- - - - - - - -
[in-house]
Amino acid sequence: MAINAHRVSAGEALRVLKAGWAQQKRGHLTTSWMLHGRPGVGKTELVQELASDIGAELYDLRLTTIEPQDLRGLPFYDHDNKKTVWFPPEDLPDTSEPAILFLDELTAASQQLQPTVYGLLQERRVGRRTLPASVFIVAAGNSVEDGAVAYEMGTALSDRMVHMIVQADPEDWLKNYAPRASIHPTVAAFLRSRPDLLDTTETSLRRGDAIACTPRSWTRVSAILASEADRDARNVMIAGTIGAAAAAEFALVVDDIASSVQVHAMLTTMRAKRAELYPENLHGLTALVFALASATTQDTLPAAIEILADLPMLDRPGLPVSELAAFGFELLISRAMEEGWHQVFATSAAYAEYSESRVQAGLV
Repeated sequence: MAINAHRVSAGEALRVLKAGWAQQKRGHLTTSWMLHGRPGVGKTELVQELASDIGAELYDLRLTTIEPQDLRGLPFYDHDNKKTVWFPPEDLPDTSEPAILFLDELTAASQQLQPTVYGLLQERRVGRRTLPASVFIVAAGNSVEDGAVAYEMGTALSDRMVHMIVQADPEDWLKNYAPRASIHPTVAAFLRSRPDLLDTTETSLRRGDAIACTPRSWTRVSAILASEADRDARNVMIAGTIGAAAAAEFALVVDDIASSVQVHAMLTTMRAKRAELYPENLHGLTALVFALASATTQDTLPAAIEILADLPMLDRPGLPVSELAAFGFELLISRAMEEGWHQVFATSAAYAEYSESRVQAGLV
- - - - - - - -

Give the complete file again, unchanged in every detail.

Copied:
[in-house]
Amino acid sequence: MAINAHRVSAGEALRVLKAGWAQQKRGHLTTSWMLHGRPGVGKTELVQELASDIGAELYDLRLTTIEPQDLRGLPFYDHDNKKTVWFPPEDLPDTSEPAILFLDELTAASQQLQPTVYGLLQERRVGRRTLPASVFIVAAGNSVEDGAVAYEMGTALSDRMVHMIVQADPEDWLKNYAPRASIHPTVAAFLRSRPDLLDTTETSLRRGDAIACTPRSWTRVSAILASEADRDARNVMIAGTIGAAAAAEFALVVDDIASSVQVHAMLTTMRAKRAELYPENLHGLTALVFALASATTQDTLPAAIEILADLPMLDRPGLPVSELAAFGFELLISRAMEEGWHQVFATSAAYAEYSESRVQAGLV
Repeated sequence: MAINAHRVSAGEALRVLKAGWAQQKRGHLTTSWMLHGRPGVGKTELVQELASDIGAELYDLRLTTIEPQDLRGLPFYDHDNKKTVWFPPEDLPDTSEPAILFLDELTAASQQLQPTVYGLLQERRVGRRTLPASVFIVAAGNSVEDGAVAYEMGTALSDRMVHMIVQADPEDWLKNYAPRASIHPTVAAFLRSRPDLLDTTETSLRRGDAIACTPRSWTRVSAILASEADRDARNVMIAGTIGAAAAAEFALVVDDIASSVQVHAMLTTMRAKRAELYPENLHGLTALVFALASATTQDTLPAAIEILADLPMLDRPGLPVSELAAFGFELLISRAMEEGWHQVFATSAAYAEYSESRVQAGLV